Scientists hope that, someday, they will be able to grow custom matched tissue that might save lives, including the lives of real children.

The conservative opponents of the research scientists argue that inserting a skin cell nucleus into an unfertilized egg, even when not implanted in a womb, immediately creates a baby.  It should be noted that one of those opponents, Archbishop Burke, dresses in medieval clothing and tells people they’ll go to hell if they use birth control pills.  He has also unsuccessfully supervised many pedophile priests in his career.  Moral certitude is his middle name. 

Actually . . . [LONG dreamy pause] After thinking about Archbishop’s noteworthy credentials, I decided that he must be a very smart man and I’ve decided to trust his judgment.  Now that I’ve thought about burning in hell, I’ve decided that I see the light on stem cells.  I now understand why we shouldn’t try to find all of the medical cures possible for all of the real (born) people with horrible diseases such as diabetes, Parkinson’s, cancer, heart disease, ALS, sickle cell disease and spinal cord injury. 

Here’s what convinces me.  SCNT uses an unfertilized egg.  All you need to do is repeat the following several thousand times: unfertilized equals fertilized (now repeat this over and over!).

You see, in many religions, repetition over time takes on a logic of its own.  For instance, consider “a virgin had a baby.”  Repeated thousands of times over many Sundays by adults and children chanting together, this too starts to sound logical.

Therefore, keep repeating:  unfertilized equals fertilized.

But we’re not done yet.  You now need to repeat another phrase too:  A cell in a test tube equals a cell implanted in a womb.   Repeat this 1000 times, please.

Then let’s move on to a temporal aspect of the religious-logic (repeat this 1000 times too):  A 5-day old clump of cells is the same thing as a nine-month old baby.

It’s important to this exercise that you don’t consider any information from Satan (i.e., don’t think of anything other than what I’m telling you.  If a random contradictory thought pops in your brain, please smack yourself in the head). Especially important: don’t consider that the stem cell research might cure people who are suffering and dying of horrid diseases.

If you repeat these three phrases over and over, every day, for five years, you’ll begin to understand that a tiny unfertilized 5-day old clump of cells in a test tube is exactly the same thing as a fertilized ovum that, over nine-months in a womb, has already developed into a baby.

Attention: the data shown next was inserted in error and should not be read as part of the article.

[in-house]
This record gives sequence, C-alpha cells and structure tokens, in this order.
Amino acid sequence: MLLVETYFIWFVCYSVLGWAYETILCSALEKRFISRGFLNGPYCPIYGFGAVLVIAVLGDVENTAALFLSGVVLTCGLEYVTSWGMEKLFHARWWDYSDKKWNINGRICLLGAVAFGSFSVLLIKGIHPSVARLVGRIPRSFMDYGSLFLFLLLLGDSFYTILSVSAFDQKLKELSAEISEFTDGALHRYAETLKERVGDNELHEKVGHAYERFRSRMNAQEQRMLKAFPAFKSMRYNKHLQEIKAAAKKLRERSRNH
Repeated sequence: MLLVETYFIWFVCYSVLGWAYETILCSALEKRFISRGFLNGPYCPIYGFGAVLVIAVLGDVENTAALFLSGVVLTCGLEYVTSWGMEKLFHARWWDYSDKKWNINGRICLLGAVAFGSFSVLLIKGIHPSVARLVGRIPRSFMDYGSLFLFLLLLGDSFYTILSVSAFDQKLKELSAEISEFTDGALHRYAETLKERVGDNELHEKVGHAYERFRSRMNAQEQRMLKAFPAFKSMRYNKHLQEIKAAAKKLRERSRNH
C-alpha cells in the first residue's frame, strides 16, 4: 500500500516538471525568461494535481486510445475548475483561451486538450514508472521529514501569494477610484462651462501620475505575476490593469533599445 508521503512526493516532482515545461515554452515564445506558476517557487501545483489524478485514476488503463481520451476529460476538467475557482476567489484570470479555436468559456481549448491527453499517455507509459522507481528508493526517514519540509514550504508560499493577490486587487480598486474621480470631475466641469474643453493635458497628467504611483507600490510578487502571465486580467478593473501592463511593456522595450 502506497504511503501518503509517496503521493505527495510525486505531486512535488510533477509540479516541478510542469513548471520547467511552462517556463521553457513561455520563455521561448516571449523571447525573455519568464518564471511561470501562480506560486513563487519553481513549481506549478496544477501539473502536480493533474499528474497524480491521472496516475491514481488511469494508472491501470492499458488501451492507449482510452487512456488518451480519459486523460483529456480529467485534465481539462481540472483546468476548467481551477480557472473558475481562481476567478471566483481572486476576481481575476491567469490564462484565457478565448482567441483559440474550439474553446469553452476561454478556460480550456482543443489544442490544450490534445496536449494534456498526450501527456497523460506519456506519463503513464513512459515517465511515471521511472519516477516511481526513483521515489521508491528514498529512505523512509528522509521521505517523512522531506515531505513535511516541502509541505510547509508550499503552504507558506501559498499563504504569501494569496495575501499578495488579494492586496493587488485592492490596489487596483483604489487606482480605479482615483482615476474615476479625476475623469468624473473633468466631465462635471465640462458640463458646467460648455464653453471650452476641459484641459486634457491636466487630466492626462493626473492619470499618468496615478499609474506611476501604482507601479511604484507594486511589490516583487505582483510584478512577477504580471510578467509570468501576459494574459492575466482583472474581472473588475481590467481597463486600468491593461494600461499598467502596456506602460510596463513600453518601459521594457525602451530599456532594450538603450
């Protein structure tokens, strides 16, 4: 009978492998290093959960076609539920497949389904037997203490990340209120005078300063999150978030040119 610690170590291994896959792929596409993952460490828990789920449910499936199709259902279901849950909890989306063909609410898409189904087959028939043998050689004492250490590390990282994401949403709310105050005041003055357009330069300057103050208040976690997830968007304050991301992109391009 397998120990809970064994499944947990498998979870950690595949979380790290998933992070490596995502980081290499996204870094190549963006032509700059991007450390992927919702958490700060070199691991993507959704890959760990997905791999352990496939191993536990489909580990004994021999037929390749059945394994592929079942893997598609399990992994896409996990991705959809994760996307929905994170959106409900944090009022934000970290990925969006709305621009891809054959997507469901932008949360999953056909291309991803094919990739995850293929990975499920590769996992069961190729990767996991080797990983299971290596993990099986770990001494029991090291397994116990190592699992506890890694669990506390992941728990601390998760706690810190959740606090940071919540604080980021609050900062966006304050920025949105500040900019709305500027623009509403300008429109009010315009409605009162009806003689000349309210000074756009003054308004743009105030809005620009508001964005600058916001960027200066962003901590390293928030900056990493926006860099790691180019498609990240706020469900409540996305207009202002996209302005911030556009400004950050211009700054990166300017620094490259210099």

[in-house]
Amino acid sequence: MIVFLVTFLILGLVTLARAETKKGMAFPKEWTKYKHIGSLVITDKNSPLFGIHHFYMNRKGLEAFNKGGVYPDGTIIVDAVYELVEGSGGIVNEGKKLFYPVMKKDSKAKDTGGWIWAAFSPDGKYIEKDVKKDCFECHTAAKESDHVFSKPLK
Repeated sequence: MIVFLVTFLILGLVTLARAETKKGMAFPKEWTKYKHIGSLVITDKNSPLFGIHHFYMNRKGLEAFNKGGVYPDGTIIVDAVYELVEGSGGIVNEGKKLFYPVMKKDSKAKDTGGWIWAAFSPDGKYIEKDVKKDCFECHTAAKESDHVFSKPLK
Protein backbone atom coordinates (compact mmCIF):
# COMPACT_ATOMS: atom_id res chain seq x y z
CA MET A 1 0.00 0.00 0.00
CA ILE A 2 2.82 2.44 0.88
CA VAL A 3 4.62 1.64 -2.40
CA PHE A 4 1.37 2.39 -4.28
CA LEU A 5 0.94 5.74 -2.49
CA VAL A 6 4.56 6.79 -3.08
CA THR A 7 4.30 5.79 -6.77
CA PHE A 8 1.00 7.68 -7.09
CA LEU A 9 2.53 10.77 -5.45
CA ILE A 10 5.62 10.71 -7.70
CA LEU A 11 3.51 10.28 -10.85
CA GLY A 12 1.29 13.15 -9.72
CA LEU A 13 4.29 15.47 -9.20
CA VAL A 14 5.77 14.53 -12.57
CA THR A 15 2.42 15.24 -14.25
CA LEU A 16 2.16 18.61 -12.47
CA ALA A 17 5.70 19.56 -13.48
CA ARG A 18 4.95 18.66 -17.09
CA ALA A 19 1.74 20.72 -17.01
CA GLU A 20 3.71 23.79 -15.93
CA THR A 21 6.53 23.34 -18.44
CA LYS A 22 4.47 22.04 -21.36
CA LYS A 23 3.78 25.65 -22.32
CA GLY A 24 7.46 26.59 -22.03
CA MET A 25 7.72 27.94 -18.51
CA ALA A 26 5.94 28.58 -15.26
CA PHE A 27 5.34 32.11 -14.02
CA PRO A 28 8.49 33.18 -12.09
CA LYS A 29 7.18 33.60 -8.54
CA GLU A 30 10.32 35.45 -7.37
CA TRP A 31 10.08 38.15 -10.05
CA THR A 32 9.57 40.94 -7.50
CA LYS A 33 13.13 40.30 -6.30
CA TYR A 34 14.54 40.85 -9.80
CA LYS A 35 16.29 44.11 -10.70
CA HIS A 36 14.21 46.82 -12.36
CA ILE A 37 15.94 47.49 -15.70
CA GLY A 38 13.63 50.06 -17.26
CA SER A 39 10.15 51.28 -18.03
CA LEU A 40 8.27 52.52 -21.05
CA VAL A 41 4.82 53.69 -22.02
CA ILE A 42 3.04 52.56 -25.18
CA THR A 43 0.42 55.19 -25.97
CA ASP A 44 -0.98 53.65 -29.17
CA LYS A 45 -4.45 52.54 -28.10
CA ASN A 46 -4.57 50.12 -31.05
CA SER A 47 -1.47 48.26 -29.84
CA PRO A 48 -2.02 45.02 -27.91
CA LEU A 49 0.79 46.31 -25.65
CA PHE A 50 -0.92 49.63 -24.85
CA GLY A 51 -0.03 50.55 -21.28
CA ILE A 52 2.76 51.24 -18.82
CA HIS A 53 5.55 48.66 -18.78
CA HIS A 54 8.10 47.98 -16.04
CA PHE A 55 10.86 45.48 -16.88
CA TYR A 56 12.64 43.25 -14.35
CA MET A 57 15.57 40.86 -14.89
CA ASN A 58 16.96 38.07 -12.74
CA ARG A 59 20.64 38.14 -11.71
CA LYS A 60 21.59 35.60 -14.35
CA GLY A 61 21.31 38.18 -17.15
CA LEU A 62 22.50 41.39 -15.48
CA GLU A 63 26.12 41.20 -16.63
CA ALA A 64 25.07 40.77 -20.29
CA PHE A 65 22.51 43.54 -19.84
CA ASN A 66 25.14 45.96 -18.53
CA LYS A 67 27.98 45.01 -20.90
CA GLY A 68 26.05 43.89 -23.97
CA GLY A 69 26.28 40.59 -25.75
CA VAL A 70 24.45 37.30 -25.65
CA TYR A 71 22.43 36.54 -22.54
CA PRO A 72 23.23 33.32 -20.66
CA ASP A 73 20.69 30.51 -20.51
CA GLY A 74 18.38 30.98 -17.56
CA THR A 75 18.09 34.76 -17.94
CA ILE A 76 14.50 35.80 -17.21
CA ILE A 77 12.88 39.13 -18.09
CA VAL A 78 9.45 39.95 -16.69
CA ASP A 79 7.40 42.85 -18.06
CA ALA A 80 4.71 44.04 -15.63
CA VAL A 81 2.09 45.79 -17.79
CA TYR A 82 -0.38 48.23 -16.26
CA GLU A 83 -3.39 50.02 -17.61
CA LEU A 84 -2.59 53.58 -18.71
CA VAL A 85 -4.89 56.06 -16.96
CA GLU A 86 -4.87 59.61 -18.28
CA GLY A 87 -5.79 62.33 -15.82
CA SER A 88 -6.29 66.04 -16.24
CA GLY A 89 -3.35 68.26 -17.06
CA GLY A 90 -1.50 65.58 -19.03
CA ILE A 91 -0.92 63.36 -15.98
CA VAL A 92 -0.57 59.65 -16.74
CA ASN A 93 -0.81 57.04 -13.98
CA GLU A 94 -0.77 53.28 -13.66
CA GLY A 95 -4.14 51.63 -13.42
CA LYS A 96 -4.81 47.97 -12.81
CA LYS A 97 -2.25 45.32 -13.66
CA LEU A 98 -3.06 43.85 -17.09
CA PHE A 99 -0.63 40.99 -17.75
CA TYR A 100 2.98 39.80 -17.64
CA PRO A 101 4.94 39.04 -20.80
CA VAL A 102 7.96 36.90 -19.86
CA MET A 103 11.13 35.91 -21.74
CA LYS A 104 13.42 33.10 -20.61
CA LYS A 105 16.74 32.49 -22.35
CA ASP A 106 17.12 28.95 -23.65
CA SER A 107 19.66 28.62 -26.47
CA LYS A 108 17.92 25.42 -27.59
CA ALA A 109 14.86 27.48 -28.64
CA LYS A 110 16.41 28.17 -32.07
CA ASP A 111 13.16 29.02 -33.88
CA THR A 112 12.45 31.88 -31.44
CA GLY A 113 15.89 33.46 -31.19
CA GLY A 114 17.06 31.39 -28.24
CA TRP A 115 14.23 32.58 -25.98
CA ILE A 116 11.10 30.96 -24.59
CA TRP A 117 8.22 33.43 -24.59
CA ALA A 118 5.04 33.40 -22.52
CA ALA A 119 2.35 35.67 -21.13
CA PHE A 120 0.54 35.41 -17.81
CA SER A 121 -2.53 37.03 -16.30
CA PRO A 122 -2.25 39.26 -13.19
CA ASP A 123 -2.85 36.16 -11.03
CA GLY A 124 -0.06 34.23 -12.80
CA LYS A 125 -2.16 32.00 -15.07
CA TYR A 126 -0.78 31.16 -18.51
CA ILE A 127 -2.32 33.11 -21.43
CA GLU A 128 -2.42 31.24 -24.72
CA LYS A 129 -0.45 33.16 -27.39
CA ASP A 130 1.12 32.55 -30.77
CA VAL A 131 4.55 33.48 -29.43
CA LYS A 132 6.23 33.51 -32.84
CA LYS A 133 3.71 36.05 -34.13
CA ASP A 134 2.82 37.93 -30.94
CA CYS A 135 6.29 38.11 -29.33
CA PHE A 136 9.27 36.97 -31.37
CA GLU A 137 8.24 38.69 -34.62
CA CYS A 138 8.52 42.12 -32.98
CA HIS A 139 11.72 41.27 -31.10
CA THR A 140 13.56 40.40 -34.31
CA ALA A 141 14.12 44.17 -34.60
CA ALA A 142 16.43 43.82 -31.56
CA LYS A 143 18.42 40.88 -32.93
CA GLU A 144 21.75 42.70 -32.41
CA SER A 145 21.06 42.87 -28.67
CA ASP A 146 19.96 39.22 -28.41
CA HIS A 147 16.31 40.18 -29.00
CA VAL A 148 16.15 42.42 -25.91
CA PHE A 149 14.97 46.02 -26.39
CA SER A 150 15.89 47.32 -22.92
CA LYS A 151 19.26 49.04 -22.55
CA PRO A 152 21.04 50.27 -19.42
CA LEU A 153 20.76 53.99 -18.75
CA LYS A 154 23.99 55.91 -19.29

After working through my carefully designed repetition exercise you can see, as I can, that each of the cells in our adult bodies, each of my skin cells, for example, constitutes a baby waiting to be inserted into an unfertilized egg, then implanted in a womb . . . wait nine months, then voila!

I can already imagine all those babies squealing with joy.   Wait!  Actually, every one of my skin cells thus is already a waiting baby.  I am covered with babies—up and down my arms and legs.  Babies all over my face, abdomin and back.  You are covered with babies too!  Babies everywhere, just waiting for their chance, if only we could take over those SCNT labs!  No need to cure the walking talking children, those already born, those who are suffering from horrible diseases.  No, we’re going to be much too busy raising those millions and trillions of babies created using SCNT and our skin cells. 

For more on the Missouri Ballot Initiative (Constitutional Amendment 2), see here.  For a related post, see here.

Share

Tags: , , ,

Category: Health, Politics, Religion, Science

About the Author ()

Erich Vieth is an attorney focusing on consumer law litigation and appellate practice. He is also a working musician and a writer, having founded Dangerous Intersection in 2006. Erich lives in the Shaw Neighborhood of St. Louis, Missouri, where he lives half-time with his two extraordinary daughters.

Comments (5)

Trackback URL | Comments RSS Feed

  1. Jennifer says:

    Very good point about God aborting "babies". I'd never thought of it that way before, but it certainly does put things in more perspective, doesn't it?